..........oh those lazy hazy days of summer!



Cappy Grazing Animation - Enjoy The Rest Of The Page While This Animated Llama Graphic Loads!

Summer Barnyard Hints for the Farm

    In The Barn

  • Heat Stress -
         Review the signs of heat stress and the preventative measures. 

  • Electrolytes -
         In very hot, humid weather, put out a bucket of electrolyte mixture for the llamas
         to drink. A couple of spoons of raspberry jello (powder) will sweeten it up (it's not
         necessary to do this though). Do not offer the electrolytes in place of fresh, cool
         water, but in addition to it. Clean the electrolyte bucket daily due to bacteria. This
         will help them through periods of heat and help prevent heat stress.

  • Frothing At The Mouth -
         Sometimes when chewing their cud in the summer, you will notice the llamas
         frothing at the mouth. Probably due to a substance called slaframin in clover.

  • Stacking Hay -
         When stacking hay bales, always criss-cross the bales and put the cut ends up. This
         allows for more circulation and will help prevent the hay from molding.
  • Salt Your Hay -
         There is an "old farmers way" of putting salt on your hay when stacking it to keep
         it from spontaneous combustion. Especially if hay is somewhat damp. Sprinkle it
         with salt, lay down the next layer of hay, and sprinkle with salt, etc.
  • Hay Analysis -
         Now that your hay is selected for the year, perhaps you should have it analyzed
         and adjust your mineral supplements accordingly.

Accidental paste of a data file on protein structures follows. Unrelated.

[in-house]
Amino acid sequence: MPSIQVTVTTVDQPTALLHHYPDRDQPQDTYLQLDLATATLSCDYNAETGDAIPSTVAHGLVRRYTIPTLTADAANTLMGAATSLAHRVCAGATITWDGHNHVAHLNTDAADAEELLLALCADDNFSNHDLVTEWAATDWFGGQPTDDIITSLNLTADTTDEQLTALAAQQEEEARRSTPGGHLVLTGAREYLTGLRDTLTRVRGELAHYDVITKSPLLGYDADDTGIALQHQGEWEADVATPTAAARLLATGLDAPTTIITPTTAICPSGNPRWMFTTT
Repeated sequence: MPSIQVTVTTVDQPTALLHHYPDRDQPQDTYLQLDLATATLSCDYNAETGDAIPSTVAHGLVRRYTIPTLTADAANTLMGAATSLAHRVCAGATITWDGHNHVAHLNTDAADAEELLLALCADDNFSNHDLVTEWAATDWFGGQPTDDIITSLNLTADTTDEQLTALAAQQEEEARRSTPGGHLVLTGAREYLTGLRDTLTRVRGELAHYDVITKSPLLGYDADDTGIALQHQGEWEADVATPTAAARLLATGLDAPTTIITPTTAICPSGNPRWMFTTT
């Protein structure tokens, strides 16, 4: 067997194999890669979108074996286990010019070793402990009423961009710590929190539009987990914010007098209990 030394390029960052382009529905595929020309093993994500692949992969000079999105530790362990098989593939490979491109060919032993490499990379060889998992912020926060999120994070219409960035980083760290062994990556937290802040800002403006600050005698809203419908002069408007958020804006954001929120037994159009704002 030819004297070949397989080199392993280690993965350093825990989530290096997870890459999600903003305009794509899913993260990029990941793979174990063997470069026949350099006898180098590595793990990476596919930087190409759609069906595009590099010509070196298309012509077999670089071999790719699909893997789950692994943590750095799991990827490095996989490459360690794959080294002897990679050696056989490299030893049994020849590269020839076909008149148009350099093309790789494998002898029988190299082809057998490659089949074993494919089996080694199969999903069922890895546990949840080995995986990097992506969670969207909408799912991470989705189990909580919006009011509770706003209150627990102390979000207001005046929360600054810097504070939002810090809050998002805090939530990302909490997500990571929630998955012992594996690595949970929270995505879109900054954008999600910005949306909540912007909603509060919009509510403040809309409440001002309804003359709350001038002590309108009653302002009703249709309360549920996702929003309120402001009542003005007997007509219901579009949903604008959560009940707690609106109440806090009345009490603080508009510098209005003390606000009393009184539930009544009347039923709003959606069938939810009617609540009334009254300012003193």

• Fly Control -
         There are various suggestions for controlling these pesky insects:
               *  Use a mixture of citronella and Swat
               *  Use Avon Skin-So-Soft.  Smells good too.
               *  Use Avon Skin-So-Soft Bath Oil mixed with water.  Rub or spray on.
               *  Use spray or rub-on fly repellants for horses, carefully avoid the eyes.
               *  Use Deep Woods "Off" for humans on their faces.  Should be safe.
  • Urine Odors -
         In hot humid weather when llamas do not want to wander from their cool shelters,
         sometimes unpleasant odors may accumulate.  There are various products that may
         help the odors.
             *  Srinkle area with Stall Dry. Contains a deodorizer.
             *  Sprinkle with a baking soda product called Bufferight. Available from
                 Bioproducts, Cleveland, Ohio.
             *  Nature's Miracle Stain & Odor Remover. Available from Pets 'N People, 930
                 Indian Peak Rd, Rolling Hills Estates, CA 90274.
             *  Clean the areas with ammonia.
             *  Clean the areas with liquid bleach.
             *  Use an absorbent bedding material. Reconstituted newspaper available from
                 Crown Animal Bedding, Stutzman Environmental Products; Camby, OR
                 spread the area with an AG Lime. Absorbent.
              *  Sprinkle Baking Soda over urine areas to neutralize the odor and also cuts
                 down on the flies. Available in 50# bags at your feed & grain supply - also
                 called Sodium Bicarb.